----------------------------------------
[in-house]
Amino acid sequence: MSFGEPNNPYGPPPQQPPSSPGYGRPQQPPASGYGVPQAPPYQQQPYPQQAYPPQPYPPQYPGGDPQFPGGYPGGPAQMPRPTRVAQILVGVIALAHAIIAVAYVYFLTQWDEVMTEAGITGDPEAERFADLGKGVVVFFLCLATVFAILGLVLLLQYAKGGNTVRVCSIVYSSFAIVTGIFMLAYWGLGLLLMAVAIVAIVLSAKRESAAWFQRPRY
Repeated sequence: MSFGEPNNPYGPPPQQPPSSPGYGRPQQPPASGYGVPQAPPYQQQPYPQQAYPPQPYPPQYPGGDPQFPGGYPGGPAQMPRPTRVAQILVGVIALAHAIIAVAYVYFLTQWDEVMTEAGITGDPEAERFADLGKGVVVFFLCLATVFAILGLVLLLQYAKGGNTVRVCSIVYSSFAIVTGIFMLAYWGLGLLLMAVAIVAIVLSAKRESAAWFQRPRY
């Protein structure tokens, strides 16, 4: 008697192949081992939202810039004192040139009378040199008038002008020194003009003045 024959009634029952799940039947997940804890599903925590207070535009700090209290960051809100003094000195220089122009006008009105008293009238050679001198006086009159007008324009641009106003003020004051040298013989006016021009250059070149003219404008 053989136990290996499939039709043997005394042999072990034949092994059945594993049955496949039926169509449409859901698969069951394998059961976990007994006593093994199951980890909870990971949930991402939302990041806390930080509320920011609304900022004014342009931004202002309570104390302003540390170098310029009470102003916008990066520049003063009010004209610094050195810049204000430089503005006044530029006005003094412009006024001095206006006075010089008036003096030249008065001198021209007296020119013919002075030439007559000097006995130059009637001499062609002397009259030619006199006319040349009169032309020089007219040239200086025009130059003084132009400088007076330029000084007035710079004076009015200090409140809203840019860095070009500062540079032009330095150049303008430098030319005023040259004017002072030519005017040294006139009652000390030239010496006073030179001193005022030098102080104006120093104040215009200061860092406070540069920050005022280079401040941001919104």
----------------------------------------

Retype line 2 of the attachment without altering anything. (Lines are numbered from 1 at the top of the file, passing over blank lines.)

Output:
Amino acid sequence: MSFGEPNNPYGPPPQQPPSSPGYGRPQQPPASGYGVPQAPPYQQQPYPQQAYPPQPYPPQYPGGDPQFPGGYPGGPAQMPRPTRVAQILVGVIALAHAIIAVAYVYFLTQWDEVMTEAGITGDPEAERFADLGKGVVVFFLCLATVFAILGLVLLLQYAKGGNTVRVCSIVYSSFAIVTGIFMLAYWGLGLLLMAVAIVAIVLSAKRESAAWFQRPRY